One time a deaf person told me I was pretty. I responded that he was sweet.
“Thank you,” he signed.
“No, thank YOU,” I signed back.
He frowned at me, appalled, then immediately walked away. At first, I couldn’t figure out why someone would leave in the middle of a pleasant interaction (especially one where I was called pretty), but then it hit me. To him, I said, “No thank you,” Which is a very bitchy response to a compliment, don’t you think? I wasn’t thinking about the differences between tone (so to speak), and the way my implied comma didn’t translate, and the poor dear left before I could explain.
Put that one in the ‘Oops’ category. Sometimes you just have to offend a few Deaf people before you learn how you’re coming off.
Last night at supper, my new sister-in-law was talking about wedding planning, and my brother made a gesture of some kind (I didn’t see).
“Don’t act like you know what’s been going on with that,” S-I-L answered.
“What?!” Brother responded, “I didn’t say anything!”
Though it wasn’t my place to intervene, I replied, “You didn’t have to.”
This is probably the argument Z and I have most frequently, and I’m sure he’s really happy about the fact that I’m putting this on the internet for all to read. (Including his mother. Hey, T!)
It’s not what you say, it’s how you say it.
According to Nonverbal Communication experts (and yes, this is a legitimate area of study), your nonverbals communicate about 70% of a message to the listener, 20% is from your actual voice, and 10% of the message is interpreted by the words themselves.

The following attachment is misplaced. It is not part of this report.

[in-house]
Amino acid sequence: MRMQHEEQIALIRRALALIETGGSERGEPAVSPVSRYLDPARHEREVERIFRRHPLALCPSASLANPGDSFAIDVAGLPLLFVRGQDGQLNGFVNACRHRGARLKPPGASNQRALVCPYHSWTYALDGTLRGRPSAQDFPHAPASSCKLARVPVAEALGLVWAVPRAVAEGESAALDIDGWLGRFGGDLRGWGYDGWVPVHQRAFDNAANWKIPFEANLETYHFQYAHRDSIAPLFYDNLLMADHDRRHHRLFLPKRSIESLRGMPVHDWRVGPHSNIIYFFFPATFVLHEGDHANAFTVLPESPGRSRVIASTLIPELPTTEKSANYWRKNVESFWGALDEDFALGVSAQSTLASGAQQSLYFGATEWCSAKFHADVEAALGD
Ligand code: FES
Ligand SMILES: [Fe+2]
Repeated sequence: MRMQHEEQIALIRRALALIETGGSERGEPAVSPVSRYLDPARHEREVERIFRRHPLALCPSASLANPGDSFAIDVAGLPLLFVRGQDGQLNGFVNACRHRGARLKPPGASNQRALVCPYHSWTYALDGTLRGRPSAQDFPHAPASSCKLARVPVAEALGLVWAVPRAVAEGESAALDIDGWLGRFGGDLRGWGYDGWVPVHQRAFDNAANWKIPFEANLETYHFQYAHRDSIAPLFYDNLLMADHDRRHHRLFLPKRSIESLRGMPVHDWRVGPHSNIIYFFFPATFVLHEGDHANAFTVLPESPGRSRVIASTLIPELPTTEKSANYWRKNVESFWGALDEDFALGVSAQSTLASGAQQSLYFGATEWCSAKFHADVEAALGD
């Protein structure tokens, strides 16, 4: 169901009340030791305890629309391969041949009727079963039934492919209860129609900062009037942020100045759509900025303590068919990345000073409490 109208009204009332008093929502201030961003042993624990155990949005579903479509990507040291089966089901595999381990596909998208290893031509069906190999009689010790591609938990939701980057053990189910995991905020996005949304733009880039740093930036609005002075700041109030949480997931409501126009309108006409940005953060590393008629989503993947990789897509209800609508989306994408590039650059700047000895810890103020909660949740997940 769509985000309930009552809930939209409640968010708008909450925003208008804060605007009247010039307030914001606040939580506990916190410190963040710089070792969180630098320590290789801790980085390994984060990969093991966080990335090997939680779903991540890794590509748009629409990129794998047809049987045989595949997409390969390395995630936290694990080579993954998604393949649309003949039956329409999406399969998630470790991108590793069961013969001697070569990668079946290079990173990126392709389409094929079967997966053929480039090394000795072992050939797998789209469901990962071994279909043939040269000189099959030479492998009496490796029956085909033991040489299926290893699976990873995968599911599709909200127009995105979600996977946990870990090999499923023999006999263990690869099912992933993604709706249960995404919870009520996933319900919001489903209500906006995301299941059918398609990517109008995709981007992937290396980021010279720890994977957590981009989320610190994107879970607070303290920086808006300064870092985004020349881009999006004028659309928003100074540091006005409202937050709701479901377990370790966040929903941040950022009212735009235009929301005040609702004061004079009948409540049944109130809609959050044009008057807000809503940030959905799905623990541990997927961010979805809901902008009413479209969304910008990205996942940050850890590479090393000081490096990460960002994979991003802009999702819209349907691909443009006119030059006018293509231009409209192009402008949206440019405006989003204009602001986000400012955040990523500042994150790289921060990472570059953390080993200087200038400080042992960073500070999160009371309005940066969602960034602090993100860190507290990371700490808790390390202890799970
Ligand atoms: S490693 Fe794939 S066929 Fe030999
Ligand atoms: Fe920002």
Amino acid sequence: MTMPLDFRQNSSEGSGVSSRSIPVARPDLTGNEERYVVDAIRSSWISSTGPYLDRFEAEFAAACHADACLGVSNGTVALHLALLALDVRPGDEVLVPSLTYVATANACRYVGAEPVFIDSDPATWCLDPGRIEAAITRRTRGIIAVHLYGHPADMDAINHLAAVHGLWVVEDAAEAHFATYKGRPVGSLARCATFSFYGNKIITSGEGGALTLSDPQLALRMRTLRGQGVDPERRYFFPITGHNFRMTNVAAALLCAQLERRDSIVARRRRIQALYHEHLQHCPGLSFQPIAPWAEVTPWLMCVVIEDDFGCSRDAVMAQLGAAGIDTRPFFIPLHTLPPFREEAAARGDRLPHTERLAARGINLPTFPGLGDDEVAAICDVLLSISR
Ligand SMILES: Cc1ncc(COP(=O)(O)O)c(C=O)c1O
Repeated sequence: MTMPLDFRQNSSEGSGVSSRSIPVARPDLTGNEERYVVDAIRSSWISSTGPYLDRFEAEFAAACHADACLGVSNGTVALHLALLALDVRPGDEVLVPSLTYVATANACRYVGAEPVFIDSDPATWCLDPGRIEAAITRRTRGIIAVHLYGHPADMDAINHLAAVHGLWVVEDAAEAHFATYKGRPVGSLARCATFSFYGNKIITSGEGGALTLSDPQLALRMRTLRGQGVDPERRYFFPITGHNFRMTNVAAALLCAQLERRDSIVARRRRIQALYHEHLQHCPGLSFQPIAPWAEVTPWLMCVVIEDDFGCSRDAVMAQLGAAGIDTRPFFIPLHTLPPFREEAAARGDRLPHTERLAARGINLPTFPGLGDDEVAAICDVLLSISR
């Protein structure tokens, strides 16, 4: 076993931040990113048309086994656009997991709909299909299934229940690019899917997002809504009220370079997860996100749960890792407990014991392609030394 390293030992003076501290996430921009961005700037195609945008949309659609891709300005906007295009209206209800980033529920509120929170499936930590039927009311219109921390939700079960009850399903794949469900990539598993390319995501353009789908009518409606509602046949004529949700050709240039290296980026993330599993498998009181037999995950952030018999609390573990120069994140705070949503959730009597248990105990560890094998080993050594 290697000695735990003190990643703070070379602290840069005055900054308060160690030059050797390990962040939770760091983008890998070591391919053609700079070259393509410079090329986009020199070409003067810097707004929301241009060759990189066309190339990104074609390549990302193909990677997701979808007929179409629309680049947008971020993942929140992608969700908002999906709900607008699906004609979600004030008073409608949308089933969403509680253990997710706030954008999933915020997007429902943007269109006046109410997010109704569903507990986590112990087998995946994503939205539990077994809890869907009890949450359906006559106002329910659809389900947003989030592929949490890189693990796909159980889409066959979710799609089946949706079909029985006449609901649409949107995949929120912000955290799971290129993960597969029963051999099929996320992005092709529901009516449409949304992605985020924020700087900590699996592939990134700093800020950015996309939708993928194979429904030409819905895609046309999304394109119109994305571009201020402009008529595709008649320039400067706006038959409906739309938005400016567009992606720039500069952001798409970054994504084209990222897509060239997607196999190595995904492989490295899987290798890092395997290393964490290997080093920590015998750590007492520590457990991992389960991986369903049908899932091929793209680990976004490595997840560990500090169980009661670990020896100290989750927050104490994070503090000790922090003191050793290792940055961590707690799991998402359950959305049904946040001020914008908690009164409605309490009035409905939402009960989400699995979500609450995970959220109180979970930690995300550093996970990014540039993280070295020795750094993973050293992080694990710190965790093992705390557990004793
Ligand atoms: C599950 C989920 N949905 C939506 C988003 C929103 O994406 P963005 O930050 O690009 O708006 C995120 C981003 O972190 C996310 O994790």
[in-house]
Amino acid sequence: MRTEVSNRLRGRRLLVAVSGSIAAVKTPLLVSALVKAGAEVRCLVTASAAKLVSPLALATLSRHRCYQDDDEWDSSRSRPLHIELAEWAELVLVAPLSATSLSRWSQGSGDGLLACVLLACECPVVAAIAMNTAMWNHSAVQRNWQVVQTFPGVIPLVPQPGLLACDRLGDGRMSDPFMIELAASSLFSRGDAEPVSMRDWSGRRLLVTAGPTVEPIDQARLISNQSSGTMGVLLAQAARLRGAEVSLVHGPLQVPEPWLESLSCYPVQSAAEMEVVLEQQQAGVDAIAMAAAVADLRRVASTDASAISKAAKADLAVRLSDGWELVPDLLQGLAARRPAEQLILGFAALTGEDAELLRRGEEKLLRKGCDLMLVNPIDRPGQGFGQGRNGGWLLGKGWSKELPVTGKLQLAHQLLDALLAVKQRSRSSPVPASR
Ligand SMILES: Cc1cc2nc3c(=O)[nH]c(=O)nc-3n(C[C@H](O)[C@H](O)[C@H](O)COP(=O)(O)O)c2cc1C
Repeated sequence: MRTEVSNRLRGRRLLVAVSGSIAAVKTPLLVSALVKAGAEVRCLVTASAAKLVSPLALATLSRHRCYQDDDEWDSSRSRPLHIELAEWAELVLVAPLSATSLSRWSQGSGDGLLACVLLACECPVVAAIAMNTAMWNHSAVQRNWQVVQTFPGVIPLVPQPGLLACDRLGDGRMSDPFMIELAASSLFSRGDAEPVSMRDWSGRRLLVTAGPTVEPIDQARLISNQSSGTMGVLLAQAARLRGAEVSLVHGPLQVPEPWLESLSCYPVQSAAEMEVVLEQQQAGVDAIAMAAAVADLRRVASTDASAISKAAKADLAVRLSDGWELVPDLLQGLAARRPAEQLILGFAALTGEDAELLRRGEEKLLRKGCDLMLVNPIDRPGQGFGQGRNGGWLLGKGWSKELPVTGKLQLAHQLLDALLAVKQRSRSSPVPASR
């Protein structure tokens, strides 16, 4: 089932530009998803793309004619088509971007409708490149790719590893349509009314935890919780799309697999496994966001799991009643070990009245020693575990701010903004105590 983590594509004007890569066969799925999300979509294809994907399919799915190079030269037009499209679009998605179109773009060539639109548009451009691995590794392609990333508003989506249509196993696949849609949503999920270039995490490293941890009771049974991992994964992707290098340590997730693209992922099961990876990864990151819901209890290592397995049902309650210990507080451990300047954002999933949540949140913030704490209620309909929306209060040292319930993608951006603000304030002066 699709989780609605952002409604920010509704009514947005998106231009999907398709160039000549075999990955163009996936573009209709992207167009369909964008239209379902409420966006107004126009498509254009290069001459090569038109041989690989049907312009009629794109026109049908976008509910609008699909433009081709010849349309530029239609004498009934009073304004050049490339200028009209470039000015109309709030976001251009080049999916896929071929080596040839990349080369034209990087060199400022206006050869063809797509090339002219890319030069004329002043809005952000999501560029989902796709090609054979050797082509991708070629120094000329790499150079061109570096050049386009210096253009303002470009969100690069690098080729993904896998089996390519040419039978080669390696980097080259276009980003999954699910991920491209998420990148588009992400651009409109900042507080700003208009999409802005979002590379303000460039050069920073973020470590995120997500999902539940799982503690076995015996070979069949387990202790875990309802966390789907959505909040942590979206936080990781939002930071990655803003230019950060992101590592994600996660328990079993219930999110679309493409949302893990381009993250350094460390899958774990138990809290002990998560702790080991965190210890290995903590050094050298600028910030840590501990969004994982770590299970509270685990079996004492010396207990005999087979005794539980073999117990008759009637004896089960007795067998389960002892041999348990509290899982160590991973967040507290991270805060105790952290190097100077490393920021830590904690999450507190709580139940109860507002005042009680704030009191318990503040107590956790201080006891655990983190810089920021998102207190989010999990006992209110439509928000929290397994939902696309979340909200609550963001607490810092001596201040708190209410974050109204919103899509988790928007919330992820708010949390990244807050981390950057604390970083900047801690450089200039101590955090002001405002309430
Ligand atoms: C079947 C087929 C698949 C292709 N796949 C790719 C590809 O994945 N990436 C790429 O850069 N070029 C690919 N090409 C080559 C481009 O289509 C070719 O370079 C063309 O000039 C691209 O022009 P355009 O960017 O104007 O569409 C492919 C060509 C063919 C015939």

Are you actively aware of the way you’re being interpreted?
The other day, a young woman added my boyfriend on facebook without adding me. So, in the car, I said to her, in a jovial tone, “Bitch, I know you don’t think you can add my boyfriend and not me. That’s just Girl Code shit right there.” She laughed, I laughed. The next day, she sent me a friend request.
[By the way, if not for this blog, I would delete facebook altogether. I’ve just had enough.]
Had I frowned and said, “You are a bitch and you have violated the Girl Code,” the message would have been interpreted quite differently. She would not have sent a friend request.
I admit, I have had to work on this in the past. My tendency is to blurt, but I think I’m getting better. No one has darted away from an interaction lately. Not that I can remember.
This week, your homework is to think about your “Emotional Wake.” How do people feel when they’re done talking with you? Do you energize others, or stress them out?
Things to consider:
Taking Turns Talking
Alcohol/Drug use (I’m half-kidding… but if you’re messed up on Xanax, you’re probably not a good listener)
Dress (are you accidentally telling people that you’re a slob?)
Active Listening Behaviors (smiling, nodding, mirroring)
Of those whom you are most drawn to, (“She’s the life of the party!” “He loves to laugh.”) what are they doing to create a positive ‘wake’ ? Of those whom you hate being around, (“Ugh, she’s an energy vampire!”) what behaviors of theirs would you like to avoid?
Get back to me in a month. Let me know how others start responding to you.
Not Naming Names,
“I just want you all to know that I am PRO pizza.”